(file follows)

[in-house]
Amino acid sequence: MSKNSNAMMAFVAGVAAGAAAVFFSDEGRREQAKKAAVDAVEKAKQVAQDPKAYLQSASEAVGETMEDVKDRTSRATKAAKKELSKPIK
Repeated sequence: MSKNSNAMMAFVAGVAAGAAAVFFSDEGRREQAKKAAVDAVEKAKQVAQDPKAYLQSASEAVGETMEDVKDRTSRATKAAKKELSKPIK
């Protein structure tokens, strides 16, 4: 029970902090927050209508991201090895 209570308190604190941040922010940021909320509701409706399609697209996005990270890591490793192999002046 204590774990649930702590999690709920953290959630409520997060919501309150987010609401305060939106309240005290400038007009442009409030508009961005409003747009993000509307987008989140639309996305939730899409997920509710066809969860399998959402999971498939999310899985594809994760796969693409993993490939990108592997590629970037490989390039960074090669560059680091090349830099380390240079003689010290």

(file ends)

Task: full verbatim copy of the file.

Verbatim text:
[in-house]
Amino acid sequence: MSKNSNAMMAFVAGVAAGAAAVFFSDEGRREQAKKAAVDAVEKAKQVAQDPKAYLQSASEAVGETMEDVKDRTSRATKAAKKELSKPIK
Repeated sequence: MSKNSNAMMAFVAGVAAGAAAVFFSDEGRREQAKKAAVDAVEKAKQVAQDPKAYLQSASEAVGETMEDVKDRTSRATKAAKKELSKPIK
């Protein structure tokens, strides 16, 4: 029970902090927050209508991201090895 209570308190604190941040922010940021909320509701409706399609697209996005990270890591490793192999002046 204590774990649930702590999690709920953290959630409520997060919501309150987010609401305060939106309240005290400038007009442009409030508009961005409003747009993000509307987008989140639309996305939730899409997920509710066809969860399998959402999971498939999310899985594809994760796969693409993993490939990108592997590629970037490989390039960074090669560059680091090349830099380390240079003689010290």